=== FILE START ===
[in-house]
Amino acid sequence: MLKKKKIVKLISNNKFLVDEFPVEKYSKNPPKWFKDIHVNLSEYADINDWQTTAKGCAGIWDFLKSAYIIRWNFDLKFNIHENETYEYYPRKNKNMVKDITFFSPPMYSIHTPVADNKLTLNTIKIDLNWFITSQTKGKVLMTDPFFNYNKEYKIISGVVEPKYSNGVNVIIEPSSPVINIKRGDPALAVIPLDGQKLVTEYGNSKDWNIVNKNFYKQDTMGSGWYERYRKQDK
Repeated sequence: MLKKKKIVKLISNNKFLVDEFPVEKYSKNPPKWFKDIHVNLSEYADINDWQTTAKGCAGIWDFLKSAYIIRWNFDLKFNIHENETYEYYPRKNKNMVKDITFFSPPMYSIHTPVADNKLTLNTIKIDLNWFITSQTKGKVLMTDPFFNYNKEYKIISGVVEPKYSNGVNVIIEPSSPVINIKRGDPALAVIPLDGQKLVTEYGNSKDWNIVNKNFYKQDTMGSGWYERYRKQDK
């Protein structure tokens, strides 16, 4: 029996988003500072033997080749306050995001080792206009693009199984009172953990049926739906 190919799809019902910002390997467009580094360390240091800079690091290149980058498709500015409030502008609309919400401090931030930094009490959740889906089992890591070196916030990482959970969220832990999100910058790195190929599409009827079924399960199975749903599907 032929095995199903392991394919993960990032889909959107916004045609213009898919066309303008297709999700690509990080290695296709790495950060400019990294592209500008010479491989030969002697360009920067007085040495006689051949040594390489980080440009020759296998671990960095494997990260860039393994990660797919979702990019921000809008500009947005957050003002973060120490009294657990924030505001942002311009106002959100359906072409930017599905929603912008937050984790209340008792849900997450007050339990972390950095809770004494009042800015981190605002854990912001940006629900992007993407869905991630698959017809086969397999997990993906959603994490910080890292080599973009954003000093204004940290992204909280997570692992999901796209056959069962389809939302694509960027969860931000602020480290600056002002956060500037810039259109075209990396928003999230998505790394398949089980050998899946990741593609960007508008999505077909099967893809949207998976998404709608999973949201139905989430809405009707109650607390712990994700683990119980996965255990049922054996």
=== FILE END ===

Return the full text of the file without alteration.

[in-house]
Amino acid sequence: MLKKKKIVKLISNNKFLVDEFPVEKYSKNPPKWFKDIHVNLSEYADINDWQTTAKGCAGIWDFLKSAYIIRWNFDLKFNIHENETYEYYPRKNKNMVKDITFFSPPMYSIHTPVADNKLTLNTIKIDLNWFITSQTKGKVLMTDPFFNYNKEYKIISGVVEPKYSNGVNVIIEPSSPVINIKRGDPALAVIPLDGQKLVTEYGNSKDWNIVNKNFYKQDTMGSGWYERYRKQDK
Repeated sequence: MLKKKKIVKLISNNKFLVDEFPVEKYSKNPPKWFKDIHVNLSEYADINDWQTTAKGCAGIWDFLKSAYIIRWNFDLKFNIHENETYEYYPRKNKNMVKDITFFSPPMYSIHTPVADNKLTLNTIKIDLNWFITSQTKGKVLMTDPFFNYNKEYKIISGVVEPKYSNGVNVIIEPSSPVINIKRGDPALAVIPLDGQKLVTEYGNSKDWNIVNKNFYKQDTMGSGWYERYRKQDK
């Protein structure tokens, strides 16, 4: 029996988003500072033997080749306050995001080792206009693009199984009172953990049926739906 190919799809019902910002390997467009580094360390240091800079690091290149980058498709500015409030502008609309919400401090931030930094009490959740889906089992890591070196916030990482959970969220832990999100910058790195190929599409009827079924399960199975749903599907 032929095995199903392991394919993960990032889909959107916004045609213009898919066309303008297709999700690509990080290695296709790495950060400019990294592209500008010479491989030969002697360009920067007085040495006689051949040594390489980080440009020759296998671990960095494997990260860039393994990660797919979702990019921000809008500009947005957050003002973060120490009294657990924030505001942002311009106002959100359906072409930017599905929603912008937050984790209340008792849900997450007050339990972390950095809770004494009042800015981190605002854990912001940006629900992007993407869905991630698959017809086969397999997990993906959603994490910080890292080599973009954003000093204004940290992204909280997570692992999901796209056959069962389809939302694509960027969860931000602020480290600056002002956060500037810039259109075209990396928003999230998505790394398949089980050998899946990741593609960007508008999505077909099967893809949207998976998404709608999973949201139905989430809405009707109650607390712990994700683990119980996965255990049922054996």